His dedication to improving nutrition was shaped by his exposure to rife malnutrition and poverty in Glasgow's slums and tenements.

Scots scientist Sir John Boyd Orr is credited with being the first in his field to establish a definite link between poverty, poor diet and ill-health and under-achievement at school.

His pioneering research led to millions of children across the UK being given free school milk from 1946 to 1971 when Margaret Thatcher, then education secretary, cut provision, a decision she is said to have later regretted.

He was a government adviser, running food rationing during the second world war until he fell out with politicians. His Nobel Peace Prize in 1947, may have been a consolation.

Experts say Orr's legacy on nutrition "transformed our understanding of the relationship between diet and health". 


He was also among a group of eminent scientists who were concerned about the potential misuse of scientific discoveries including nuclear weapons.

His conclusions were crystal clear: "health has a cost"

His legacy was celebrated with the unveiling of a blue plaque on Thursday at the University of Glasgow, where he studied medicine and biological sciences and where a building was named in his honour.

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The university said the plaque recognised Boyd Orr's "outstanding contributions to science and humanity, further enshrining his legacy in the fabric of the university where his career blossomed".


Born in Kilmaurs on September 23, 1880, after graduating he served as a ship’s surgeon for four months and for six weeks as a replacement for a vacationing doctor before accepting a two-year Carnegie research fellowship in physiology.

He went on to become a nutritional physiologist and in 1913 the Rowett Institute, now part of Aberdeen University, was established as a research centre under his direction.

His work established a link between low-income, malnutrition and under-achievement in schools and in 1927 his research proved the value of milk being supplied to school children, which led to free provision in the UK.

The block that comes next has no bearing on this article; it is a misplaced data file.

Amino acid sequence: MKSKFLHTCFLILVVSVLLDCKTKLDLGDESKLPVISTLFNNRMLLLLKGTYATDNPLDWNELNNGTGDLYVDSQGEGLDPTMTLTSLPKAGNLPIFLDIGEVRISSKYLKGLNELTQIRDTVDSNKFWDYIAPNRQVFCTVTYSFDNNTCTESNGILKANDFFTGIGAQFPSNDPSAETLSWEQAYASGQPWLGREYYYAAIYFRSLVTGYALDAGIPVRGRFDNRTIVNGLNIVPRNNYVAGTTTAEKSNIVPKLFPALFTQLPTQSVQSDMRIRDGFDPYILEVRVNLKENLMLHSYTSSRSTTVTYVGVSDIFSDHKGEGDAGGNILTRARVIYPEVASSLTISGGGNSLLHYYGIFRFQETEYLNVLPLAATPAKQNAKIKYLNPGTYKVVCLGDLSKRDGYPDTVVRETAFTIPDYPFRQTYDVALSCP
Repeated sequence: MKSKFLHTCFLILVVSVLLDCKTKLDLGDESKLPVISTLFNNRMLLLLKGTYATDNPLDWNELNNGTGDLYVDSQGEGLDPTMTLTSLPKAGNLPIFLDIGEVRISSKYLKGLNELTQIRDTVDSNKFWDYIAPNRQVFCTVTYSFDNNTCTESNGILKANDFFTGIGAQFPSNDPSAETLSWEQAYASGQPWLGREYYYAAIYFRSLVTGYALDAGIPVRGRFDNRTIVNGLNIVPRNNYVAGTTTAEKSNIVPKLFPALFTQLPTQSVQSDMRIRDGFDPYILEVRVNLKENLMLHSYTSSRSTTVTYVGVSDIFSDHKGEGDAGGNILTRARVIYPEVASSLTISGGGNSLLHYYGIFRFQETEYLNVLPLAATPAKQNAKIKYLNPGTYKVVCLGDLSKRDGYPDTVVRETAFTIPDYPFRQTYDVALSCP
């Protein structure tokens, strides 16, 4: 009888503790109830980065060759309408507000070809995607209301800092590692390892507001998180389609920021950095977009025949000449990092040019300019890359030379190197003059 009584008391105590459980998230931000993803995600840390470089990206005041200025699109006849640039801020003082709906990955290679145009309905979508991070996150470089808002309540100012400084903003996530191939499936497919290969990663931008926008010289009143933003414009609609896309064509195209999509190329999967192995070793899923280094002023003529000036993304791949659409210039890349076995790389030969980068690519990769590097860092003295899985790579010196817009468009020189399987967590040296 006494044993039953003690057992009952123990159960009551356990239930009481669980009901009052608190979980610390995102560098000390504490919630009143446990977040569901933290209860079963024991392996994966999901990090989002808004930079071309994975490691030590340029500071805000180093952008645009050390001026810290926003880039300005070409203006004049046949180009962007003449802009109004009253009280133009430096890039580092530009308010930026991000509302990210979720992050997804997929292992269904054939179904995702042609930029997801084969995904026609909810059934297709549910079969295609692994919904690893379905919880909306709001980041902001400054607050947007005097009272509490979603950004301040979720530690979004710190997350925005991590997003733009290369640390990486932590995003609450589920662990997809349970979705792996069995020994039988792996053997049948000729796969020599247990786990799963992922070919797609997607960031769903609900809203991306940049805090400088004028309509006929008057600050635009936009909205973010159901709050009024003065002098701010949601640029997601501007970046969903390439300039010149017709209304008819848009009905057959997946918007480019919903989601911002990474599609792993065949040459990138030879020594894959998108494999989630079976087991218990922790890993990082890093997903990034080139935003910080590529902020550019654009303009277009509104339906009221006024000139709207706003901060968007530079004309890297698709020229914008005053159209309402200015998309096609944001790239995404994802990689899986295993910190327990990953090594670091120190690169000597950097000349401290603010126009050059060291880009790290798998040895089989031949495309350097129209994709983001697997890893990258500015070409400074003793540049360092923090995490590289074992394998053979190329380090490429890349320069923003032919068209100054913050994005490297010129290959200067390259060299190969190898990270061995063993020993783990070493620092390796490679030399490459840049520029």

His report “Food, Health and Income” published in 1936 showed that at least one-third of the UK population could not afford to buy sufficient food to provide a healthy diet. 

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He received a knighthood in 1935 and during the Second World War, Boyd Orr served as a member of Churchill’s Scientific Committee on Food Policy and helped to formulate food rationing

In 1949, he was awarded the Nobel Peace Prize for his "visionary work and advocacy of improved nutrition as a pathway to world peace". He died in 1971.

The honorary plaque was unveiled by Professor Godfrey Smith, Professor of Cardiovascular Physiology at The University of Glasgow at a ceremony hosted by The Physiological Society, of which Boyd Orr was a member.

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Professor David Attwell, society president, said, “We are honoured to be in Glasgow to unveil this plaque to remember John Boyd Orr. 

"He was the first scientist to find the link between poverty, poor diet and ill-health and his legacy on nutrition has transformed our understanding of the relationship between diet and health. 

"The Physiological Society’s Blue Plaque scheme raises the visibility of physiology and gives the wider public an insight into the positive role that ‘the science of life’ plays in their everyday lives.

"We hope that these plaques will spark curiosity and help inspire new generations to get involved in the physiological sciences.”

In 1960, Boyd Orr became the first president of the World Academy of Art and Science, an organisation set up by eminent scientists concerned about the potential misuse of scientific discoveries like nuclear weapons.

Ronald Baxendal, a Professor of Human Physiology at the University of Glasgow was among the speakers at yesterday's commemoration.

He said: "Before WW1, Boyd Orr was a world leader in identifying the link between poor nutrition and poor health.


"His problem was undernutrition linked to poverty. Our problem is now obesity, diabetes and heart disease.

"The solution lies in improving health by improving nutrition."

Professor Ada Garcia, also from the University of Glasgow added: "His conclusions were crystal clear, "health has a cost".

"He found that more deprived households had poorer diets and proposed the relationship between the quality of the diet and the risk for disease and death.

"This is the foundation of what many of us working in nutrition and public health do now."